I wondered what my Twitter followers might think of the idea of requiring those educating trainee teachers to have recent and relevant classroom experience themselves:
They overwhelmingly supported it. Some, in the comments, noted that Australian teacher training graduates still seem to be taught about learning styles, despite this concept being a myth.
This chimes with my own experience of interviewing graduates who all seem to have been told things that are demonstrably wrong and skewed toward the constructivist / progressivist agenda. We don’t hold it against them, but we do then have to work to dismantle some misconceptions.
Some suggested my idea would be impractical and would lead to a discontinuity of teaching for the students involved. And yet we manage school placements for trainees just fine, so I don’t see the problem. Others pointed out that there are people in Australian universities who primarily teach trainee teachers and who have never held teacher accreditation. My plan would present these folks with a problem, I suppose.
Clearly, teachers can benefit from hearing from non-teacher experts in areas such as psychology and speech pathology. It would be perverse to insist these folks gain a teaching qualification and that’s why I restricted my proposition to only those who primarily teach trainee teachers.
Even so, is my idea still just an elaborate ad hominem argument? Surely, it doesn’t matter whether the people educating our new cohort of teachers have recent teaching experience, what matters is whether they are right or wrong or effective or not. Right?
At one level, yes. But this is an argument about the probability of teacher educators coming to an informed view. Despite both groups being overwhelmingly left-of-centre politically, there are areas of palpable disagreement between the bulk of teachers and the bulk of teacher educators, at least if responses on social media are anything to go by. Teachers are wary of teacher educators trying to build coalitions with activists to oppose school exclusions, for instance, and they tend to respond positively to my arguments about differentiation, whereas teacher educators do not.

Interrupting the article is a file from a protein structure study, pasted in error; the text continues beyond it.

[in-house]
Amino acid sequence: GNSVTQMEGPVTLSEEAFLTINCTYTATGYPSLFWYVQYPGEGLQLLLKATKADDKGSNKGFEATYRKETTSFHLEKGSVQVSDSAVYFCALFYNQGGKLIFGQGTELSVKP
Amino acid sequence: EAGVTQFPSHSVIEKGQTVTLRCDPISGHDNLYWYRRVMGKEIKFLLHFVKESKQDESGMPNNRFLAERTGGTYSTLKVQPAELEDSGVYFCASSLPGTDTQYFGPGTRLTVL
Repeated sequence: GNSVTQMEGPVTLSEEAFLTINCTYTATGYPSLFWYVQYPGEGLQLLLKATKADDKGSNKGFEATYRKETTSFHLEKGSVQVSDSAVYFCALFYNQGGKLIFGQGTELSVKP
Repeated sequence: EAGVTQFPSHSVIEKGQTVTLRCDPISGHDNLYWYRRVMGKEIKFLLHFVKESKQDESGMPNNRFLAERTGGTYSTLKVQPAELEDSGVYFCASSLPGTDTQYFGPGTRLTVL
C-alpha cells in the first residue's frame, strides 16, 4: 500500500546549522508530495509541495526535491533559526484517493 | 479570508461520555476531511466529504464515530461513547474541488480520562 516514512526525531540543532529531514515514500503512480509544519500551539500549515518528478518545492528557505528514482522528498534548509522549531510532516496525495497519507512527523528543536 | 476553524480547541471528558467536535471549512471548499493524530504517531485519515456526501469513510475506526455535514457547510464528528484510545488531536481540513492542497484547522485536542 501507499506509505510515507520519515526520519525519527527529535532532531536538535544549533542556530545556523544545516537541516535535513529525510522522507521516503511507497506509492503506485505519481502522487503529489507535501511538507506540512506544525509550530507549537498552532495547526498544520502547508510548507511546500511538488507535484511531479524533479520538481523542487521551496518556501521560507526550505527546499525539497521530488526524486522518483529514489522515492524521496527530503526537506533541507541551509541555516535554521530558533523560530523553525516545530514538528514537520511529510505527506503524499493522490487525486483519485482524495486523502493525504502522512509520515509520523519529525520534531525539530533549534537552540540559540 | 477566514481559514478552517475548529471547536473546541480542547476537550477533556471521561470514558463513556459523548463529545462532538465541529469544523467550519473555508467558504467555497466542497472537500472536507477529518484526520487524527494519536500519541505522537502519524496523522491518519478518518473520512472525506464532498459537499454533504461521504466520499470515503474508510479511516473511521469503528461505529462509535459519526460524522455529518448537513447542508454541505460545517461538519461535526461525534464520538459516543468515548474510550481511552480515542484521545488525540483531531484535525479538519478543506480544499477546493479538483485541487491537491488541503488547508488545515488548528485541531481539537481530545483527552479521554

I put this down to a difference in disconfirmation. The ideas about teaching that are espoused by teacher educators do not have to butt up against reality. Teacher trainers can hold forth on approaches that are quite misconceived without receiving that feedback. Teachers, when they try these ideas out, find they don’t work. The result is a mix of self-blame and pragmatic compromise that is absent from the ideological safe space of university education faculties.
So, the purpose of teaching placements for teacher educators would be to provide a bit of a reality check.
Nevertheless, there are other possible solutions to the problem. As some mentioned on the thread, there is a strong argument for requiring teachers to have a degree in a relevant subject but then providing all or almost all of their teacher education on a paid school placement. Such schemes already exist and could replace the traditional system. I am open to that.
What’s clear is that we are failing many of our graduate teachers at present and we need to do something.